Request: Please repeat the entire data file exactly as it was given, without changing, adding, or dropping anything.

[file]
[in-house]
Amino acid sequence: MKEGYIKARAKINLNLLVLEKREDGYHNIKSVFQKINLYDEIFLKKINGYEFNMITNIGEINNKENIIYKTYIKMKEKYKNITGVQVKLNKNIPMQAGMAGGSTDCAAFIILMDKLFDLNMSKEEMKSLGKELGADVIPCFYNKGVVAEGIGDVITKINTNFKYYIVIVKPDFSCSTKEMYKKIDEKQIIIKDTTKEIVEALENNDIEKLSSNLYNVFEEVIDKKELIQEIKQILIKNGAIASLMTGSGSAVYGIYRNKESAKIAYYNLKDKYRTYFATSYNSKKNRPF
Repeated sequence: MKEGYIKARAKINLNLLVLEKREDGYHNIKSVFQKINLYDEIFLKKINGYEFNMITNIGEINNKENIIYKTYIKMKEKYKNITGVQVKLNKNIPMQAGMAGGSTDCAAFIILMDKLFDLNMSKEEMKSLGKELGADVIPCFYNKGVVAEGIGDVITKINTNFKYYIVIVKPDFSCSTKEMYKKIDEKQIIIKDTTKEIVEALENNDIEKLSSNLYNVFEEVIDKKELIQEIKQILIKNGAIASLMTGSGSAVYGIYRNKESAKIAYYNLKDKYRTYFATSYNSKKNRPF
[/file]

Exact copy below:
[in-house]
Amino acid sequence: MKEGYIKARAKINLNLLVLEKREDGYHNIKSVFQKINLYDEIFLKKINGYEFNMITNIGEINNKENIIYKTYIKMKEKYKNITGVQVKLNKNIPMQAGMAGGSTDCAAFIILMDKLFDLNMSKEEMKSLGKELGADVIPCFYNKGVVAEGIGDVITKINTNFKYYIVIVKPDFSCSTKEMYKKIDEKQIIIKDTTKEIVEALENNDIEKLSSNLYNVFEEVIDKKELIQEIKQILIKNGAIASLMTGSGSAVYGIYRNKESAKIAYYNLKDKYRTYFATSYNSKKNRPF
Repeated sequence: MKEGYIKARAKINLNLLVLEKREDGYHNIKSVFQKINLYDEIFLKKINGYEFNMITNIGEINNKENIIYKTYIKMKEKYKNITGVQVKLNKNIPMQAGMAGGSTDCAAFIILMDKLFDLNMSKEEMKSLGKELGADVIPCFYNKGVVAEGIGDVITKINTNFKYYIVIVKPDFSCSTKEMYKKIDEKQIIIKDTTKEIVEALENNDIEKLSSNLYNVFEEVIDKKELIQEIKQILIKNGAIASLMTGSGSAVYGIYRNKESAKIAYYNLKDKYRTYFATSYNSKKNRPF